In the not-so-distant future, the pocket-protector-wearing nerds of yesteryear will be considered flamboyant socialites compared to the clammed-up, walled-in mobile-device users of today.
No one seems to say hi anymore; devotion to mobile electronic devices just seems more important than the person coming toward them.
The irony is that as PED addicts are cutting off their immediate real worlds, they're likely rambling around in some social-media sphere - Facebooking, tweeting or God-knows-what-else - talking about personal exploits and "virtually" communicating with others.
Meanwhile, they're denying themselves a chance at real, first-hand interaction, a once-common event that's become rarer and rarer in today's world.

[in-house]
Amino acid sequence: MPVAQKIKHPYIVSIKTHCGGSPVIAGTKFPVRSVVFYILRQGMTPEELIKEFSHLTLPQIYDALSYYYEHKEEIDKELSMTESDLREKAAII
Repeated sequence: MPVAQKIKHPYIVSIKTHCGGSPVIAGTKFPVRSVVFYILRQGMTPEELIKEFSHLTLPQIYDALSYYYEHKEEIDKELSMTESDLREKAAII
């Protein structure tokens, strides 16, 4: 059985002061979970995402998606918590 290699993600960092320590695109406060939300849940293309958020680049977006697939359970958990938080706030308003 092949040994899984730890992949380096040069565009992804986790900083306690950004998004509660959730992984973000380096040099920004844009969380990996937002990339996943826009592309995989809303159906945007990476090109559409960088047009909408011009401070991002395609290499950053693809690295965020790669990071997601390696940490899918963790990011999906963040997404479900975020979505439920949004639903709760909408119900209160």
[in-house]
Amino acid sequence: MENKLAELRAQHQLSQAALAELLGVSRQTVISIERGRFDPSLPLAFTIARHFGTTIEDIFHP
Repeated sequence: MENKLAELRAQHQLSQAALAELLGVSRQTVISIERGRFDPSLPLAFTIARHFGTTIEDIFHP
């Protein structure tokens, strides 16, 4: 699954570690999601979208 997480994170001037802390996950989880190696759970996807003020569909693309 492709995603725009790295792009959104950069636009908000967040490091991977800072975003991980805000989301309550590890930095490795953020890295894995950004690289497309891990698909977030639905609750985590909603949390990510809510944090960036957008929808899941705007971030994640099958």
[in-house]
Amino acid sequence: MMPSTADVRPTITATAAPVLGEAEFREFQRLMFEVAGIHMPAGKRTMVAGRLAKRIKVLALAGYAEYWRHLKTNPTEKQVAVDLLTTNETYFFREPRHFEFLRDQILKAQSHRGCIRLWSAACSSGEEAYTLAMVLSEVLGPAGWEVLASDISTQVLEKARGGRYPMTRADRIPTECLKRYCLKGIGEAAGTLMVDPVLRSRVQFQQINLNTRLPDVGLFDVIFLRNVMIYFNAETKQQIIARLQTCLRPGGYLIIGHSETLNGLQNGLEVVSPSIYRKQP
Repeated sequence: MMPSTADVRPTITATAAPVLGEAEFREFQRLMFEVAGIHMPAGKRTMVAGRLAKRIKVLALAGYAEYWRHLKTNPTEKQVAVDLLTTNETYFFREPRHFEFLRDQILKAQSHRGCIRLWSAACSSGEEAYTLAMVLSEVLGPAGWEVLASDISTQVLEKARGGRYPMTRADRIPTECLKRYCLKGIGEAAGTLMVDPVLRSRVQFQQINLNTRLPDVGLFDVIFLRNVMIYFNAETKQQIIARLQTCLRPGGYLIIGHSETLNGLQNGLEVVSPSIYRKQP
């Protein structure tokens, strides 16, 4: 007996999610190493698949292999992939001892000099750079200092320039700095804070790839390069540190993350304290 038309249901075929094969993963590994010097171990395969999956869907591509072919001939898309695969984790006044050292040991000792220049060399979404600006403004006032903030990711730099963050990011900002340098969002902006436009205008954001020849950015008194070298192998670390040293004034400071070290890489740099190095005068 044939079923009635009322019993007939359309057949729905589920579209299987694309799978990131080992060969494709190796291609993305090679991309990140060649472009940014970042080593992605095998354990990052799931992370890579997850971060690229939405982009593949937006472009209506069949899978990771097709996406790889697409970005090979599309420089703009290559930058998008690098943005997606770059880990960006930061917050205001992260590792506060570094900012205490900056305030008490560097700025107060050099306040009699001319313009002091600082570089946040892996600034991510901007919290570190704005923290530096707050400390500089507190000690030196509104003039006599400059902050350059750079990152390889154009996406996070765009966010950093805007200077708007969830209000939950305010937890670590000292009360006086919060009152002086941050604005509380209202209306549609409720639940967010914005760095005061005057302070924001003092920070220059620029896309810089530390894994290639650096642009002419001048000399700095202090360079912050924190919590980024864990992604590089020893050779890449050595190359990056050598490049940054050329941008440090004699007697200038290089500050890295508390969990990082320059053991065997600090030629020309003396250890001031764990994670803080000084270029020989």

I keep getting people - who I barely know - wanting to "friend" me. Besides not wanting to be thrown into their webs of self-glory, why don't they use that phone and call me?
I suppose, one could argue, that I'm suffering from the ostrich syndrome for keeping my head in the sand as smart phones and their like proliferate. But my concern is based solely on how these devices are seemingly becoming a replacement for face-to-face contact.
I think it's important to remember that technology - whether an antique word processor or the latest and greatest high-tech gadget - should always be considered a tool and a means to an end, not an end in itself.
Jeff Shelley is Cybergolf's editorial director.